What is the India-France Rafale fighter jet deal all about?
France is set to deliver more fighter jets to India, as allegations of corruption and cronyism continue to overshadow one of New Delhi's biggest defense deals.
As India continues to embark on modernizing its aging military amid ongoing geopolitical challenges, one of Delhi's biggest defense deals continues to draw controversy years after it was concluded.
In 2015, Indian Prime Minister Narendra Modi announced the landmark defense deal with French aviation company Dassault to buy 36 Rafale fighter jets to refurbish India's rusting air force.
In late July, India's Defense Minister Ajay Bhatt told media that deliveries of the aircraft were on schedule, with 26 having arrived in India so far. The remaining jets are expected by the end of 2021.
However, the deal, worth €7.8 billion ($9.4 billion), has been mired by allegations of corruption and cronyism.
On July 2, France opened a judicial investigation into corruption allegations, according to the national financial prosecutors' office (PNF).
The investigation was prompted by a report by the French investigative website Mediapart, which claimed that "millions of euros of hidden commissions" were given to a middleman who helped Dassault conclude the sale.
Some of the money may have also been given as bribes to Indian officials, the report claimed.
Dassault has said its audits have uncovered no financial malfeasance.
What is the Rafale deal?
Modi's 2015 deal came years after India's United Progressive Alliance (UPA), led by the opposition Congress party, led negotiations with Dassault after the French company was chosen as the winner in 2012 of India's Medium Multi-Role Combat Aircraft (MMRCA) competition, which was intended to supply 126 aircraft to the Indian military.
However, negotiations between the UPA and Dassault stalled over disagreements that 108 of the planes would be produced in India by the state-owned Hindustan Aeronautics Limited (HAL).
Dassault had concerns over technology transfer to the Indian aerospace company, along with doubts over HAL's capacity to produce the complex aircraft.
Modi's new deal, worth €7.8 billion, came as somewhat of a surprise amid reports that the original deal was close to being finalized.
However, after a meeting in April 2015 between Modi and then French President Francois Hollande, it was announced that 36 Rafale jets would be delivered from France to India in flying condition. The MMRCA tender for the 126 jets was scrapped in July 2015.
After it was finalized in 2016, Modi's new fighter jet deal was touted as a major victory in cutting through red tape by his Bharatiya Janata Party (BJP), which used the occasion to showcase the prime minister as a skilled negotiator.
Why is Modi's Rafale deal controversial?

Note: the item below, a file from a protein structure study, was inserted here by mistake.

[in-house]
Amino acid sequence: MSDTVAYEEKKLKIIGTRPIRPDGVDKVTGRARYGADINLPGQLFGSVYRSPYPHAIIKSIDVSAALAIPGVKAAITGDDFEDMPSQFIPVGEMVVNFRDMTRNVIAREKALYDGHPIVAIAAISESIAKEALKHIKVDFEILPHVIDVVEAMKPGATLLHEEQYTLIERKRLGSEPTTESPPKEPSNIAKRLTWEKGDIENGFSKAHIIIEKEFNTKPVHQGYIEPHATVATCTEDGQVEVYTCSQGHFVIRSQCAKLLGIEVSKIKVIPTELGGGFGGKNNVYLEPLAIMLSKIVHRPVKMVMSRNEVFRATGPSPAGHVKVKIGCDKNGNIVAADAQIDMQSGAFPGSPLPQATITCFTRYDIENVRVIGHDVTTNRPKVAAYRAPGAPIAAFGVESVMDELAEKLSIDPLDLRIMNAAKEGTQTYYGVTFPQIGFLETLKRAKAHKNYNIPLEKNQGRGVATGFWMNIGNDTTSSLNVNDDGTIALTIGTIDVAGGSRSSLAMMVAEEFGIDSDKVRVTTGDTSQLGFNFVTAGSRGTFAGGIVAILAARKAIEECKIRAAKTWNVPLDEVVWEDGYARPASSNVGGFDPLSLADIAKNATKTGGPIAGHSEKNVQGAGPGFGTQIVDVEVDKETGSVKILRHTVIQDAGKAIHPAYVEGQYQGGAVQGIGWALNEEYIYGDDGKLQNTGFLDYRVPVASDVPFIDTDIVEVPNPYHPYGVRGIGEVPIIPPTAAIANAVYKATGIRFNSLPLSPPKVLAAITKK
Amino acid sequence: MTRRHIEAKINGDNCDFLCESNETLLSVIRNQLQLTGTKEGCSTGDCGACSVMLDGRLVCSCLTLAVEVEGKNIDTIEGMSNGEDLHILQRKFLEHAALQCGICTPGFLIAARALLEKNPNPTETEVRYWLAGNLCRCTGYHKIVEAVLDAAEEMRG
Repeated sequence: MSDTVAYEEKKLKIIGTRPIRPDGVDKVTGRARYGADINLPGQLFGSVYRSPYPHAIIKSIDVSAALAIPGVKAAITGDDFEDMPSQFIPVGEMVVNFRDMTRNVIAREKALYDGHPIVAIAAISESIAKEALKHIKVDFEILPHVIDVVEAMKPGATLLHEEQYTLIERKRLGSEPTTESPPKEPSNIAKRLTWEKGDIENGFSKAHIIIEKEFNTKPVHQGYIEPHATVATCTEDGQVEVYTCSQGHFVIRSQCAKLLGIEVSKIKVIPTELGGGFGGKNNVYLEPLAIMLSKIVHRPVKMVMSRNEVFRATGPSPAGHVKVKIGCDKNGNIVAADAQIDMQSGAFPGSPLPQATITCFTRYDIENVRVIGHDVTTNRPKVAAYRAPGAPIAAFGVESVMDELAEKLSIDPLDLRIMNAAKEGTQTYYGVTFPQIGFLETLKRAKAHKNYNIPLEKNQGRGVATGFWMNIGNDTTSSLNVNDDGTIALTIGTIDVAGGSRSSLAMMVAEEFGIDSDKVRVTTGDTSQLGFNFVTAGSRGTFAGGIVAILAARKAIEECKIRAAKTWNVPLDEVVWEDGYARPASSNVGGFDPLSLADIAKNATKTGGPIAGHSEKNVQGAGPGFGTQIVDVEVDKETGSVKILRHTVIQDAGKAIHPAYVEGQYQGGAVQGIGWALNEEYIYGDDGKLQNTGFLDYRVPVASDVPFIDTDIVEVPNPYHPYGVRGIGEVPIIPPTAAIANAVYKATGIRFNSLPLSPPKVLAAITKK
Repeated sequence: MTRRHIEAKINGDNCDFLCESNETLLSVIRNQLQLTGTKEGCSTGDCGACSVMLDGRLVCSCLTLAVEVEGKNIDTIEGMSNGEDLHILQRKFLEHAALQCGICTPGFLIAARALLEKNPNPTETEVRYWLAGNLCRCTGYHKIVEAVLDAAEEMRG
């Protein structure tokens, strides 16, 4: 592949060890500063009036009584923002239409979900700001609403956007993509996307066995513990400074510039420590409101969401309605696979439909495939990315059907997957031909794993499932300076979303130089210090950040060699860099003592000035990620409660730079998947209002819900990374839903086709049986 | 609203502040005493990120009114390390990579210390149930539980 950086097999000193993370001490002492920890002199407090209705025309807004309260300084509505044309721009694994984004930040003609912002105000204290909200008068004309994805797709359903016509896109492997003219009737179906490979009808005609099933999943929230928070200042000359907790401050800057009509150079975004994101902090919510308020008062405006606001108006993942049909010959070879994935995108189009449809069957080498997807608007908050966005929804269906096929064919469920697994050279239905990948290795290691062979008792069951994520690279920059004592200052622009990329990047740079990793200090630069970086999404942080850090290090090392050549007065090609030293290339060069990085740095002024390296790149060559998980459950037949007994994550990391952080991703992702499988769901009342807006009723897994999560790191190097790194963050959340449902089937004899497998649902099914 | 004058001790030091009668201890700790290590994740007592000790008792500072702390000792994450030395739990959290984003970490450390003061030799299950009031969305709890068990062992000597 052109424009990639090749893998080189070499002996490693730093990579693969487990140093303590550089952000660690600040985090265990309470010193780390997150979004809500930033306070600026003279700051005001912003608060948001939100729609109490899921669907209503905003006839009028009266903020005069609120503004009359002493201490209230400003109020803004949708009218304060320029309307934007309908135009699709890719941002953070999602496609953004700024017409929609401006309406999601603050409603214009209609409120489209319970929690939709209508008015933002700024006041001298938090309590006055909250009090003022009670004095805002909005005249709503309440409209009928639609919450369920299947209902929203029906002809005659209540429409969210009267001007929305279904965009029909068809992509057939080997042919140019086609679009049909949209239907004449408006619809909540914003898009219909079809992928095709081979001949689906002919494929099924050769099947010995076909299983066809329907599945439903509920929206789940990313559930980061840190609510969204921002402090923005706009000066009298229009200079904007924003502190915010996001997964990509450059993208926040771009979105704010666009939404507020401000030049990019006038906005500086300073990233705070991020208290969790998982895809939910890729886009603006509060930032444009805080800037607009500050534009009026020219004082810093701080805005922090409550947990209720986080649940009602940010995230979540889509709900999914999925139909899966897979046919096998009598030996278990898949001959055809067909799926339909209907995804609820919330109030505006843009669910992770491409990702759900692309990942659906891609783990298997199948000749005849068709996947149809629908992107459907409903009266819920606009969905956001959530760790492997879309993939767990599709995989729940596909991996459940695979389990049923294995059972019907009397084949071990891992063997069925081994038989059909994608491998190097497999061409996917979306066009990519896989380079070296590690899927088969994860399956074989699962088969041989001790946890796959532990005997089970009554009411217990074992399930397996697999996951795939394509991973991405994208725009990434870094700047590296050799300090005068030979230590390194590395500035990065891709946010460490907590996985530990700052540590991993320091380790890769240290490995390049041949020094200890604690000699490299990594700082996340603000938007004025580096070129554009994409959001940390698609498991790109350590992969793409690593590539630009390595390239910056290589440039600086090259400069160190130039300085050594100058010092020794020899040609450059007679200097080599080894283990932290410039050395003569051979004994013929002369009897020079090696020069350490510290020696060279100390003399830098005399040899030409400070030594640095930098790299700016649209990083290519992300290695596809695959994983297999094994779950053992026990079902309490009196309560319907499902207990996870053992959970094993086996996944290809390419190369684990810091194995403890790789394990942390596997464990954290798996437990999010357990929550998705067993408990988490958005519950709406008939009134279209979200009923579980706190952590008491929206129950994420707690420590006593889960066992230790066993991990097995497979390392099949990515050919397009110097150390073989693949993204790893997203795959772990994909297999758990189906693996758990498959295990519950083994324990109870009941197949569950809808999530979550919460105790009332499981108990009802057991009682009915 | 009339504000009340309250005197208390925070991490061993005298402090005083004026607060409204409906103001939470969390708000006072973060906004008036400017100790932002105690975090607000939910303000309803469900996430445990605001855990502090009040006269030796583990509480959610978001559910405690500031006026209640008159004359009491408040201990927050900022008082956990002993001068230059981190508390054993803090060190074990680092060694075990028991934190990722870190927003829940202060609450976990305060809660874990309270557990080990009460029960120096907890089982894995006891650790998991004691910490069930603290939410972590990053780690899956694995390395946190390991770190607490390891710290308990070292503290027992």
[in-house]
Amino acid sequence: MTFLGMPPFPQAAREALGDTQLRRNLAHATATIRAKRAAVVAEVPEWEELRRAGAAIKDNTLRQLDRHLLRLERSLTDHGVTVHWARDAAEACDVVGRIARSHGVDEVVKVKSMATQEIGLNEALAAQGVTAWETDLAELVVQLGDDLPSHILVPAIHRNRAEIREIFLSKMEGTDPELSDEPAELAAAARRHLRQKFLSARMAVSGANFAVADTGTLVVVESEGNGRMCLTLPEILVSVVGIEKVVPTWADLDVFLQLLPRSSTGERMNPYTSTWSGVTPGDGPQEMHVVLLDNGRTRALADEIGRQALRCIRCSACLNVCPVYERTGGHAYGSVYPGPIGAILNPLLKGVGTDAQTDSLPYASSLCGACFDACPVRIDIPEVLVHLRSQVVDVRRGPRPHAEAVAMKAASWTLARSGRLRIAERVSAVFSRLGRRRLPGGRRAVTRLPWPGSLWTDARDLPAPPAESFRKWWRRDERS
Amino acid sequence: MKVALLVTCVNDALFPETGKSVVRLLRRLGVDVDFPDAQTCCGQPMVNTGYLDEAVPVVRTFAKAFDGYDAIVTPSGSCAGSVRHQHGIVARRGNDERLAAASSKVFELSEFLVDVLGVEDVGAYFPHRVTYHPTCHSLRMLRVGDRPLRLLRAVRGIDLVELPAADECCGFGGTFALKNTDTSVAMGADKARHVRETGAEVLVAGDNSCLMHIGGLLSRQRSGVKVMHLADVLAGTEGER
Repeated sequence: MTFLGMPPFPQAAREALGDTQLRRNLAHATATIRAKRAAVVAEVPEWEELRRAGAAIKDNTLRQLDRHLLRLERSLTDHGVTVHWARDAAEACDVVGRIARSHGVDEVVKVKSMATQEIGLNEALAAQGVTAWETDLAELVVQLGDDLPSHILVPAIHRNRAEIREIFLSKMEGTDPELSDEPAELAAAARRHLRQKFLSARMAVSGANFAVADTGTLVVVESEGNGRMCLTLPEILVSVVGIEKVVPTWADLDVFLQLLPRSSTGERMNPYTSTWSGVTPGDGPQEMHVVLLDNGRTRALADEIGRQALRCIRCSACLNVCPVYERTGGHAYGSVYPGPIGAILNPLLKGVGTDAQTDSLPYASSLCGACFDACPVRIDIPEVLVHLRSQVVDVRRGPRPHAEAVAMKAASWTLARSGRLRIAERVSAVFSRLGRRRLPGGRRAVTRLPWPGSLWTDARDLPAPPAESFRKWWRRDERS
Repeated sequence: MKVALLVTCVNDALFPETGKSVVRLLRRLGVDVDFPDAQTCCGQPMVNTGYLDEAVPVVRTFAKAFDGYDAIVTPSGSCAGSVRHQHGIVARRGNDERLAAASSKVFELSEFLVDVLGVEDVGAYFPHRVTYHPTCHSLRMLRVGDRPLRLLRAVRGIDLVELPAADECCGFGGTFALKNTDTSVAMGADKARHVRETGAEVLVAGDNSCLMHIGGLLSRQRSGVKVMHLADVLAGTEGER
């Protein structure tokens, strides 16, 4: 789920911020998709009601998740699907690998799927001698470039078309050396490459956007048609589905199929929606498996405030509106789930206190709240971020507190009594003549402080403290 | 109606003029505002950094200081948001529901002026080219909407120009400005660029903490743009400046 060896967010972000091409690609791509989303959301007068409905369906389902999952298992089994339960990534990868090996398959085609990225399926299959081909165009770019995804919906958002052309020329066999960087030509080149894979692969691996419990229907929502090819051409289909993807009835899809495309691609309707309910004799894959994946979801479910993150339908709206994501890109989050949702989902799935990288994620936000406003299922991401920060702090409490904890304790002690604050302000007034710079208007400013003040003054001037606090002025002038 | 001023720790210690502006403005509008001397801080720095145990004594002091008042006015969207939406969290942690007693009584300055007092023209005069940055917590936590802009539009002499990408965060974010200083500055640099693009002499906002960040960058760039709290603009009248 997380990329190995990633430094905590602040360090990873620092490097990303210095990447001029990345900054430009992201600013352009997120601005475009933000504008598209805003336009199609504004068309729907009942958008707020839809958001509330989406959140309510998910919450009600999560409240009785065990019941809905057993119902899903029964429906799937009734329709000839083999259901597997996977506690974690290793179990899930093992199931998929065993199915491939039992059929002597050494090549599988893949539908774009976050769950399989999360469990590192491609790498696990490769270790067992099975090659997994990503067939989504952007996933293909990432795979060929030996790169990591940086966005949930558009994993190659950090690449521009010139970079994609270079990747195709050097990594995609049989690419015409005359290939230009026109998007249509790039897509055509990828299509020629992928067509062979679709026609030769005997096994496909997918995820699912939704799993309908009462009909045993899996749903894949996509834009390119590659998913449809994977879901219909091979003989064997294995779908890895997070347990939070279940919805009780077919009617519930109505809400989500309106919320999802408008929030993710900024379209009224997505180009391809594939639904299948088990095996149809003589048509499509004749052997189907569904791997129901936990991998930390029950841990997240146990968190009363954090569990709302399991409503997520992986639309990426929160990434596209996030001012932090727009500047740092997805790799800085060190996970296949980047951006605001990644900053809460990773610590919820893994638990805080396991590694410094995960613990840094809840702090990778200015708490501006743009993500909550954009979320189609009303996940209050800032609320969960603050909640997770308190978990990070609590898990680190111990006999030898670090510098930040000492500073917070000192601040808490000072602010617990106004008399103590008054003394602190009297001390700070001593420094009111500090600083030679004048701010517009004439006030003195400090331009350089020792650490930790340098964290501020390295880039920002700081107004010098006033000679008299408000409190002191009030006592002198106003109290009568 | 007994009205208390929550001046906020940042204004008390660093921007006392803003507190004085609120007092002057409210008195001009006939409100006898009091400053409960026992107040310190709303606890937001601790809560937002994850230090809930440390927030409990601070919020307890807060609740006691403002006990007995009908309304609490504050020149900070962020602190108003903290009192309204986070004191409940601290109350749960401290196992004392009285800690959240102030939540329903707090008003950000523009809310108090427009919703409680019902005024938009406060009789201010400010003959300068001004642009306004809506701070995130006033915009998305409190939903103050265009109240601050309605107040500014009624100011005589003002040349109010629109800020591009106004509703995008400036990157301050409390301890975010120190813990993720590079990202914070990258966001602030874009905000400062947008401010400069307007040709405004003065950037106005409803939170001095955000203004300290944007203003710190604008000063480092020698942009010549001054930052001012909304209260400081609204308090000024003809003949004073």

However, Modi's political opponents in the Congress party quickly stepped up criticism of the BJP government, saying the jet purchase was India's "biggest ever" corruption scandal.
Congress alleged the BJP government was paying a lot more than the UPA government had negotiated for the jets, and that the BJP was favoring private business over public enterprise.
These accusations were centered on Reliance Aerospace, a conglomerate headed by Anil Ambani, a businessman with close ties to Modi.
Reliance, which had no prior experience in aeronautics, replaced HAL as the Indian partner in the deal. The company had been registered just 12 days before Modi announced the deal in April 2015.
A so-called offset requirement, which was included in the deal to promote research and development in the Indian defense industry, raised eyebrows, as Reliance reportedly stood to gain a chunk of the money reinvested into India through a joint partnership with Dassault.
The offset obligations required Dassault to reinvest 50% of the deal's earnings back into India's defense sector.
In a joint statement in 2016, the companies said that the joint venture would be a "key" part in the completion of offset obligations.
Private vs. public profits
The involvement of the private company Reliance over the public enterprise HAL, which had been selected as a "lead integrator" in the previous deal, was criticized by opposition parties.
Critics accused Modi of crony capitalism and the government of favoring big businesses.
Amit Cowshish, a former financial adviser of acquisition at the Defense Ministry, told DW that HAL had been chosen as a production partner to make jets in India, while Reliance was chosen as a partner for the sole purpose of fulfilling the offset obligation.
Under the Modi's revamped deal, no aircraft would be made in India, although Dassault would still have to fulfil its offset obligations.
The Congress party has repeatedly requested the creation of a joint parliamentary committee to investigate allegations of fraud. However, India's Supreme Court ruled out investigating the allegations in 2018, and rejected pleas to reexamine its judgment in 2019.